That book will be published, sooner or later, but not yet. The book that I recently released is Frozen, another Cassie Scot book, and another healing book.

Here’s the thing: Each new book in the series has an attrition rate. Which means this new book won’t sell well. I know that. I knew it when I wrote it, but Cassie had one last story to tell and had been trying to tell it for years. Frozen was one of the things I worked on during my burnout, unsuccessfully.

When I set about writing it last summer, with my new word count MAXIMUM in place, I completed it in a little over two months. And once again, it needed minimal revision.

So what’s the point? What’s it all for? Why do I spend time every day working on books that I don’t believe wills ell? Why am I no longer even saying that out of despair but rather out of acceptance? Because it’s not like I was wrong, as I spiraled into burnout. Writing is a crap industry to be in, with few guarantees even after (in my case) fifteen years of hard work.

I still have more stories to tell. And people do read them, even if not as many people as I’d like. Those who read them love them, and are a boon to my soul.

I no longer force myself to write. I let myself write. It’s a distinction that took me years to embrace.

Success is something that you have to feel on the inside, because the world will rarely ever hand it to you. There is no formula for success, no math that makes it work. In the end, when you’re ninety years old and looking back on your life, what will matter the most to you? What will make it all worthwhile, as you’re about to leave this earth?

I’m spending more time with my kids while they’re still young enough to appreciate it. I’m even writing a book with my twelve-year-old son, although I’m not at all convinced this is going to work out! He said to me yesterday, “Who knew writing a book was so much work?” And I laughed.

Writing a book is immensely hard work, and it’s natural for us to want to be rewarded for hard work. I still want that; don’t think for a second I’ve lost my hopes and dreams. But the only moment guaranteed to me in life is this one, and the only joy I can take is now. So I will love writing in the moment, or not at all.

#HoldOnToTheLight is a blog campaign encompassing blog posts by fantasy and science fiction authors around the world in an effort to raise awareness around treatment for depression, suicide prevention, domestic violence intervention, PTSD initiatives, bullying prevention and other mental health-related issues. We believe fandom should be supportive, welcoming and inclusive, in the long tradition of fandom taking care of its own. We encourage readers and fans to seek the help they or their loved ones need without shame or embarrassment.
Please consider donating to or volunteering for organizations dedicated to treatment and prevention such as: American Foundation for Suicide Prevention, Hope for the Warriors (PTSD), National Alliance on Mental Illness (NAMI), Canadian Mental Health Association, MIND (UK), SANE (UK), BeyondBlue (Australia), To Write Love On Her Arms (TWLOHA) and the National Suicide Prevention Hotline.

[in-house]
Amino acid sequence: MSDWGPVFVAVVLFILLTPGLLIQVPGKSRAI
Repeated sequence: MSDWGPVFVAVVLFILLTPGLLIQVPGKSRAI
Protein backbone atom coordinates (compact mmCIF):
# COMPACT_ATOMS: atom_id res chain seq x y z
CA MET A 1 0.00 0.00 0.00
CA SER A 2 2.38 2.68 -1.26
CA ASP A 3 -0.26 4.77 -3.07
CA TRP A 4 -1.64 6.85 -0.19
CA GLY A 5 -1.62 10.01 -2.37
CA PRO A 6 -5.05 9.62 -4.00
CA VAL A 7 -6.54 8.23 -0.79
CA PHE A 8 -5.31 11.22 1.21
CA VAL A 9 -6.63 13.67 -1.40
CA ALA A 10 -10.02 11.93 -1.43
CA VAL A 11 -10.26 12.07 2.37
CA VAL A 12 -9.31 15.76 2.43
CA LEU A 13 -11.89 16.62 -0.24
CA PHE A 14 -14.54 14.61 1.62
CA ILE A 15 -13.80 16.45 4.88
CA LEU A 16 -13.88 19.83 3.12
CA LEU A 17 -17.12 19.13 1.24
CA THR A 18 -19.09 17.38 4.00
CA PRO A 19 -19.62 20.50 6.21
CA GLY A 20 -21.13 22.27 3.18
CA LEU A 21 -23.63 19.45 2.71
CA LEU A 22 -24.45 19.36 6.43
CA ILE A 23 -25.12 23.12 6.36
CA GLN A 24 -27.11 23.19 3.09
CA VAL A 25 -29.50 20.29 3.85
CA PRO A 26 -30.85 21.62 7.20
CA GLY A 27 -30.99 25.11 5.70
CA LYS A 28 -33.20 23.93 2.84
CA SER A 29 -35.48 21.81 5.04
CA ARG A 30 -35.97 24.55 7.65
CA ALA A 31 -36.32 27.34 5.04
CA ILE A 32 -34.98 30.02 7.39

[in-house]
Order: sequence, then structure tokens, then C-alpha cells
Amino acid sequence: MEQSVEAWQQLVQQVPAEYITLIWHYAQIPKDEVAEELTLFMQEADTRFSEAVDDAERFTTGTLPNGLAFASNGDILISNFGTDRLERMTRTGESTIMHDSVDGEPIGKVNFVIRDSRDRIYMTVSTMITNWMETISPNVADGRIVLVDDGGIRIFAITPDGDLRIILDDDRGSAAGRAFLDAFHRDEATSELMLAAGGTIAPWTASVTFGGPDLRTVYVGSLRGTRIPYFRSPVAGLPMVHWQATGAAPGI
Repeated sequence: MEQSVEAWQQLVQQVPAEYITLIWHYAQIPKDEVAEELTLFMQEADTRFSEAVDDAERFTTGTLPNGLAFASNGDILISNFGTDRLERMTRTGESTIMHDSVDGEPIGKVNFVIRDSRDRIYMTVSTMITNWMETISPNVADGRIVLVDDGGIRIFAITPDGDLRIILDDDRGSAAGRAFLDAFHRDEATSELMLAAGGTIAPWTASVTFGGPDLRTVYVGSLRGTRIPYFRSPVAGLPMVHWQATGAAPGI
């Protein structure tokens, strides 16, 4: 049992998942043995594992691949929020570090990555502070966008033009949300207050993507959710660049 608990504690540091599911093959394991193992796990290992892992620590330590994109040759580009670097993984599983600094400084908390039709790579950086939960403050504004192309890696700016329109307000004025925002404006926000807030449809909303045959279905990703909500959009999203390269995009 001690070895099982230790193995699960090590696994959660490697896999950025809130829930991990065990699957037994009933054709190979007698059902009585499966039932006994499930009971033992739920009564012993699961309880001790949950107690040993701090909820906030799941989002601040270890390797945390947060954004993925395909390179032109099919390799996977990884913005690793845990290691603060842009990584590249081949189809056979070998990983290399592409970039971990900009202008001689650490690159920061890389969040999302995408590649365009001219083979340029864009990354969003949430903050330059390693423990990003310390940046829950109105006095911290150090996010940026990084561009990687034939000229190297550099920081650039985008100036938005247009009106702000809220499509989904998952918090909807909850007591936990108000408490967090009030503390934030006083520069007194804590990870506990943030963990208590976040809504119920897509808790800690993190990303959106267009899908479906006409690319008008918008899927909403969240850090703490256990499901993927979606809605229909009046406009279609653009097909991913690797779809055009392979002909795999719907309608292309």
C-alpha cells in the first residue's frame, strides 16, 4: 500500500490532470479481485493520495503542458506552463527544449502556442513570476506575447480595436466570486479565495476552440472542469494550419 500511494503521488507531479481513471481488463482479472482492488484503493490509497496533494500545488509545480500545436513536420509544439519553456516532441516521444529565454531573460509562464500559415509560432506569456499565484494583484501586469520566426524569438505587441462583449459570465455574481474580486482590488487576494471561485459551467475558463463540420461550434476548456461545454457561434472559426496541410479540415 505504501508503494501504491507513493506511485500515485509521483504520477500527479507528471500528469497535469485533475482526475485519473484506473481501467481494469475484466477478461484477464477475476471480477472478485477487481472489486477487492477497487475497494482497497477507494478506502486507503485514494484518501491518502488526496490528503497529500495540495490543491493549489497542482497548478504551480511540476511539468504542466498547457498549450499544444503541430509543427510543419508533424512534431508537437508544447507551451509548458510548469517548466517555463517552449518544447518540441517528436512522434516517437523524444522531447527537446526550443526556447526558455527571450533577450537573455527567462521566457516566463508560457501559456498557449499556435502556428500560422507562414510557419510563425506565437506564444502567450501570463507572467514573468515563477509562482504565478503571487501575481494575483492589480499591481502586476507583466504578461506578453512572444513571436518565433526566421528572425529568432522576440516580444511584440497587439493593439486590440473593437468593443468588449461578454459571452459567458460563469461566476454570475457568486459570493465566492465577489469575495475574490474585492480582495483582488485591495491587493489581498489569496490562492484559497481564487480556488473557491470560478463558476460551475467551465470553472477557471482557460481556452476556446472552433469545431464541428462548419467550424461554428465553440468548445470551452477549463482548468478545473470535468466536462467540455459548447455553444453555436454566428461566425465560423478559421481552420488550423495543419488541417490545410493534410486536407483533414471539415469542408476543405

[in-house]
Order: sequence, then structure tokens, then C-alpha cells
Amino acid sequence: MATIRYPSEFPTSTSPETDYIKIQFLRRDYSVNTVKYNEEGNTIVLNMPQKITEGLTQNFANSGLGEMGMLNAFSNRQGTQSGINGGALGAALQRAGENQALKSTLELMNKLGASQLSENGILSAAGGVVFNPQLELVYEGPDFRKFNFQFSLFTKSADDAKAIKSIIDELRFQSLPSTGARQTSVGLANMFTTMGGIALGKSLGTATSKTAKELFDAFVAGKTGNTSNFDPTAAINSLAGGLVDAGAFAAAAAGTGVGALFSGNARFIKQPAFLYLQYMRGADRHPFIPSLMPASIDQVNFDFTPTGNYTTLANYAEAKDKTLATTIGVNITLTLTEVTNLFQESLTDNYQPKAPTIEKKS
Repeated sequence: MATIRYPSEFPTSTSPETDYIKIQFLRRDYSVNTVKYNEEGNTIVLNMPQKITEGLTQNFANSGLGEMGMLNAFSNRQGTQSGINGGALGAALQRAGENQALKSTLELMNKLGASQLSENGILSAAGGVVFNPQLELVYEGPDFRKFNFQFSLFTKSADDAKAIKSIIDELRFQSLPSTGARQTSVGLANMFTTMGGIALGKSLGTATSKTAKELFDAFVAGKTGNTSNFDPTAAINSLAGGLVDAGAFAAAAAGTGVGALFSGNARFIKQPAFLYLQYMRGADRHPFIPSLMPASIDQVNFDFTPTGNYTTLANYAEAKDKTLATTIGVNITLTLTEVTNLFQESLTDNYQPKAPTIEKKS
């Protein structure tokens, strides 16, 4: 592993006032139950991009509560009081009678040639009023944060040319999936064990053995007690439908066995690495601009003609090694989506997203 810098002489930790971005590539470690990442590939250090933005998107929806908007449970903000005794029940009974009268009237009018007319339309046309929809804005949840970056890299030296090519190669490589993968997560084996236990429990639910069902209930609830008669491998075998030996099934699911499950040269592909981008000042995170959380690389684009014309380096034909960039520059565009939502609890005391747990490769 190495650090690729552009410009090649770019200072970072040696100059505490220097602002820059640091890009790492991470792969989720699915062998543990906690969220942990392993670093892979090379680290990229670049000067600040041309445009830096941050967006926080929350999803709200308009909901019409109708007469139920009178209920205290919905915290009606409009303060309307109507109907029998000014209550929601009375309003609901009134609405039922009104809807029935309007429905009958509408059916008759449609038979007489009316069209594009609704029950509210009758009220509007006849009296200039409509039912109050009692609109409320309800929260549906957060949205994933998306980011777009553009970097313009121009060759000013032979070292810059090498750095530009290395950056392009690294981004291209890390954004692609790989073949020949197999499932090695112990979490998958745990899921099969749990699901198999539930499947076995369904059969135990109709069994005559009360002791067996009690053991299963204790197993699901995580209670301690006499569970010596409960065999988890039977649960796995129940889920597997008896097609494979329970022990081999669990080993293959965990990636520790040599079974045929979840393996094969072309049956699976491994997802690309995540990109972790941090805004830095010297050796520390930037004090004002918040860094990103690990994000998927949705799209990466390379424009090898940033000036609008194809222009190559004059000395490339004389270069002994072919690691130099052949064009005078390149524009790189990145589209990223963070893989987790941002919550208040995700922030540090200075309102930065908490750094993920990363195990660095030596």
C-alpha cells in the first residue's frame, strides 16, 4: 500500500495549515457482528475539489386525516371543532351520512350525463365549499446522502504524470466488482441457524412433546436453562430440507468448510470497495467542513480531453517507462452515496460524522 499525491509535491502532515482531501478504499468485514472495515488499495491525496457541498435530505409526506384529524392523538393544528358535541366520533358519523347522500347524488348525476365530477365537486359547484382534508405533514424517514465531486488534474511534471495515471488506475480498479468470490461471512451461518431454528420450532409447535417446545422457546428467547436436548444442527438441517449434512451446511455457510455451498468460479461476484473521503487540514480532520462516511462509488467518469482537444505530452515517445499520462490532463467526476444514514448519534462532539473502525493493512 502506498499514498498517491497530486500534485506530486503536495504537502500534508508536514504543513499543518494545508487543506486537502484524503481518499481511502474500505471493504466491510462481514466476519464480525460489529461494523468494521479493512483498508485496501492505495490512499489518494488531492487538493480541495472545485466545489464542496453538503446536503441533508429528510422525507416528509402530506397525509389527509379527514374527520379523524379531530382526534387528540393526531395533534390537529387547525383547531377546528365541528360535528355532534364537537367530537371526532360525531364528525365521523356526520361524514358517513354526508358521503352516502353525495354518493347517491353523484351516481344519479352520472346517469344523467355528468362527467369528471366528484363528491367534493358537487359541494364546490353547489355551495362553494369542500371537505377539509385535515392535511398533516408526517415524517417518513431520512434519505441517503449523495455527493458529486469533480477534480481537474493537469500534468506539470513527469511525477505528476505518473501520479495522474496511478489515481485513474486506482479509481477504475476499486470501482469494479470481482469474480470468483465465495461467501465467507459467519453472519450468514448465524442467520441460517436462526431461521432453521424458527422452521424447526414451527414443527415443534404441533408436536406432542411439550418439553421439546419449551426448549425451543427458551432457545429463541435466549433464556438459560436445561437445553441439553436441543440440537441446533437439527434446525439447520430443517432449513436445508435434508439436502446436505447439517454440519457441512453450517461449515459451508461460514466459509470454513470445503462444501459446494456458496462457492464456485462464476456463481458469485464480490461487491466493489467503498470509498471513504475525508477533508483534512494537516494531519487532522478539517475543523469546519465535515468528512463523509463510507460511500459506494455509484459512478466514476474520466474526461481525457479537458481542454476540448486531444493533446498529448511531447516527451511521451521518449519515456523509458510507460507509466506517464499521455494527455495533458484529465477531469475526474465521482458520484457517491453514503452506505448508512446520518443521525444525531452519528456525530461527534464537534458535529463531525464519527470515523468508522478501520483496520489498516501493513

To find out more about #HoldOnToTheLight, find a list of participating authors and blog posts, or reach a media contact, go to and join us on Facebook

Christine Amsden has been writing fantasy and science fiction for as long as she can remember. She loves to write and it is her dream that others will be inspired by this love and by her stories. Speculative fiction is fun, magical, and imaginative but great speculative fiction is about real people defining themselves through extraordinary situations. Christine writes primarily about people and relationships, and it is in this way that she strives to make science fiction and fantasy meaningful for everyone.

At the age of 16, Christine was diagnosed with Stargardt’s Disease, which scars the retina and causes a loss of central vision. She is now legally blind, but has not let this slow her down or get in the way of her dreams.

Christine currently lives in the Kansas City area with her husband, Austin, who has been her biggest fan and the key to her success. In addition to being a writer, she's a mom and freelance editor.

Social Media Links:
· Blog


Apparently, life doesn’t end when you get married.
When a couple freezes to death on a fifty degree day, Cassie is called in to investigate. The couple ran a daycare out of their home, making preschoolers the key witnesses and even the prime suspects.
Two of those preschoolers are Cassie’s youngest siblings, suggesting conditions at home are worse than she feared. As Cassie struggles to care for her family, she must face the truth about her mother’s slide into depression, which seems to be taking the entire town with it.
Then Cassie, too, is attacked by the supernatural cold. She has to think fast to survive, and her actions cause a rift between her and her husband.
No, life doesn’t end after marriage. All hell can break loose at any time.


Buy Links

Frozen (Cassie Scot Book Seven)

Print Release: July 15, 2018
Audiobook Release: TBA
Cassie Scot: ParaNormal Detective (Cassie Scot Book One)